And each of the six cabinets is the same? They're identical to each other?
Actually, they're two, two, and two. My normal two are for the main Scorpion speakers, and the effects return goes to the Black Widow speakers; there's two cabinets for that. But for the tour, as soon as I plugged that up, and ran it with the one 5150 head, and got it on the first huge stage, it just disappeared. So we got a couple of more cabinets, and these are the stock ones, so there are three different kinds of cabinets up there.
Three pairs, but only two heads?
Right. So the main goes through the 5150 head with the Scorpion speakers plus the stock cabinets.
And then the effects return is powered by the VTM?
Yeah, powered by the VTM, but going through the Black Widow speakers. They're the big-magnet, super-duper, heavy-duty kinds of speakers.
And is the theory there that you don't want those to break up or to have as much character?
Yes, because we're using preamp signal to go to the effects, and so there's already a bunch of clipping that's being effected.
Is there anything you think should be said on behalf of the Ritchie Blackmore issue?
I was expecting a little bit more of a problem of being the guy that's taking Ritchie's place on stage, you know? And we really haven't had a problem with that at all. I think he came up with a bunch of great stuff. In fact, he was one of the people who influenced me with the idea of having a very strong, noticeable and powerfully fast vibrato-that's something that I always liked about him. Plus he's very free and expressive.
Before you went out, did someone say, We've got to have an official company line for when the subject of Ritchie comes up?"
Nope. The band is not scared to take any question and just deal with it or throw it right back. The first gig we did was Mexico, and we did a press conference there, maybe 30 different people there with cameras and videos and newspapers, TV, everything. And the first question is, "Why don't you have Ritchie?" or something about me and Ritchie, or how could you do this without Ritchie. Ian gets to the mic and lambastes the guy, saying Ritchie's been out of the band for over a year, first of all. They're not scared of dealing with any kind of question. But there definitely was no official line.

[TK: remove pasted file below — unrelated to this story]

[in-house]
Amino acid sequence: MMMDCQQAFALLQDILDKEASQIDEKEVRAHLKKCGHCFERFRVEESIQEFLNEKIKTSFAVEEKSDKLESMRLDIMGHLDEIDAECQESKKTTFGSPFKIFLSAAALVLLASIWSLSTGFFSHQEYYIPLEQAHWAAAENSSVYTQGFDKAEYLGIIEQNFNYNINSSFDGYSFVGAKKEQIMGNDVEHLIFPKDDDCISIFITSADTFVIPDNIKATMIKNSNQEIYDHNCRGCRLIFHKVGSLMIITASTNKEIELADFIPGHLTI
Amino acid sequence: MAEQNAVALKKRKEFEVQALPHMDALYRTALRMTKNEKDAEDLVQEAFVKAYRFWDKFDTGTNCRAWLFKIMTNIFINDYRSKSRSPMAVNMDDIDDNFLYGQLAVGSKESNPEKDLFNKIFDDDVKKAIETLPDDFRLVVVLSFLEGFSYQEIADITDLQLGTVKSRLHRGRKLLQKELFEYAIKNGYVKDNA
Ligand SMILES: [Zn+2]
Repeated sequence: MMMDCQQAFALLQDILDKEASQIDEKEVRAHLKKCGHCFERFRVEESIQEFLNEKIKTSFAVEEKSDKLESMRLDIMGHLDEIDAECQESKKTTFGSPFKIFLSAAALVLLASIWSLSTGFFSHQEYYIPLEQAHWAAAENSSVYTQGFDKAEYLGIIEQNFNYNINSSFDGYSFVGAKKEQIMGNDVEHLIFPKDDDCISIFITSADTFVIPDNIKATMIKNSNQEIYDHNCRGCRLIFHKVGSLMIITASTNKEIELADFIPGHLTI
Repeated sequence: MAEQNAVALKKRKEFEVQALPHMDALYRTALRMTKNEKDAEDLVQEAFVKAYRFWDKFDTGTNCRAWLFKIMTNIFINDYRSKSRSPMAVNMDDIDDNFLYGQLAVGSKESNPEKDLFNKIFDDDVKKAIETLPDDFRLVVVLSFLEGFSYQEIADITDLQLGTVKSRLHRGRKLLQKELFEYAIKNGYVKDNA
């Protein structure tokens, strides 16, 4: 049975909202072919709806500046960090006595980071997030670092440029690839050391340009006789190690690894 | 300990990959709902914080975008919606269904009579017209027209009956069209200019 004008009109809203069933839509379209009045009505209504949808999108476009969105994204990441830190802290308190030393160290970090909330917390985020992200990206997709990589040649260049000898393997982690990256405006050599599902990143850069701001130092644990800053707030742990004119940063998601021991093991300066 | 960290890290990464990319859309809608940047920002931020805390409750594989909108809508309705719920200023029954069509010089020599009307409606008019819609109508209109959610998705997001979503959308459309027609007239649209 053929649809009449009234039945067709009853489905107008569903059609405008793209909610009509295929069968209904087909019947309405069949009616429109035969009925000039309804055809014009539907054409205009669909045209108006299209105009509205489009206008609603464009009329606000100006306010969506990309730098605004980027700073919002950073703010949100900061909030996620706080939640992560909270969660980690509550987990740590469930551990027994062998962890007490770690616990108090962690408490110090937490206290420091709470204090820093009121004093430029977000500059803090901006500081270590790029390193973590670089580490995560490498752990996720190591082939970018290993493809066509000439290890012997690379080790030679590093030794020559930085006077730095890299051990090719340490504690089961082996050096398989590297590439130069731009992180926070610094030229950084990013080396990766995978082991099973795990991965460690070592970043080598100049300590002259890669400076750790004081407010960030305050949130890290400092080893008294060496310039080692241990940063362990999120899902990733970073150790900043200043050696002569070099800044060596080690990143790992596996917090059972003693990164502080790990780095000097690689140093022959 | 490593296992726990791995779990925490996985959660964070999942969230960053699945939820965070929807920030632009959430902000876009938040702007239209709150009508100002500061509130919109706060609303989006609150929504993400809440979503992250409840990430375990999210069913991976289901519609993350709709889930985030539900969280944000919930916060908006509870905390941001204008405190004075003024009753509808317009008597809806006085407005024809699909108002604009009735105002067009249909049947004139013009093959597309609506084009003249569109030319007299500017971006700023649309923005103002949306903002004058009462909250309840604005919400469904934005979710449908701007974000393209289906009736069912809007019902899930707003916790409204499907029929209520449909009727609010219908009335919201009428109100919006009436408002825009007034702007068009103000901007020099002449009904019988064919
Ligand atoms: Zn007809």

So it's not like they have a strategy in dealing with it.
Absolutely not. But one thing I've noticed is that, almost amazingly, there's been no fighting between him and the band. It wasn't like Deep Purple goes out while the lawyers from both sides try to stop the band from performing. You know the kind of stuff that can happen when a founding member leaves a band. There was none of that, that I knew of-that I heard of-and absolutely no name calling from Ritchie, especially. They've been pretty careful to make sure that nothing bad is said about him. I really like that. Some people just dig for stuff. The people writing are not happy unless they've dug up some kind of bad or negative quote. I would just like to say that the guy did a bunch of great stuff, guitar-wise. I'm happy to play the solo from "Highway Star." I played it before I met the guys in Deep Purple. When I was in cover bands, I always thought it was one of most exciting guitar solos I'd ever played. I play it mostly like he recorded it.
As an homage?
Well, yeah. What better way to play it than his way. Like "Woman From Tokyo" is basically a four-bar solo, it's not really any problem, and "Smoke On The Water" I kind of do the ending the way he did it, because that's a famous riff. So some of the stuff I do like he did. I mean, my brother used to listen to Deep Purple because of the heavy interaction between the guitar and the organ. I'm really glad to be in this band. I wouldn't have the opportunity to do this if Ritchie hadn't quit, though. There's definitely no axe to grind here. I think he deserves a break. I've seen some press things happen where they've really wanted some dirt and couldn't find it, and went away figuring a way to twist something.
Twist it so there was dirt. There's really nothing complicated about it.
The band had plenty of disagreements and uncomfortable times together. That seems to be the documented truth. But musically, there are some inspirational moments. I know I can't be Ritchie, I can't be that again, but whenever somebody comes on to me that way about Ritchie, I say, "Hey, there's no way I'll ever say anything bad about the guy" No way.
Transcribed by John D. Smith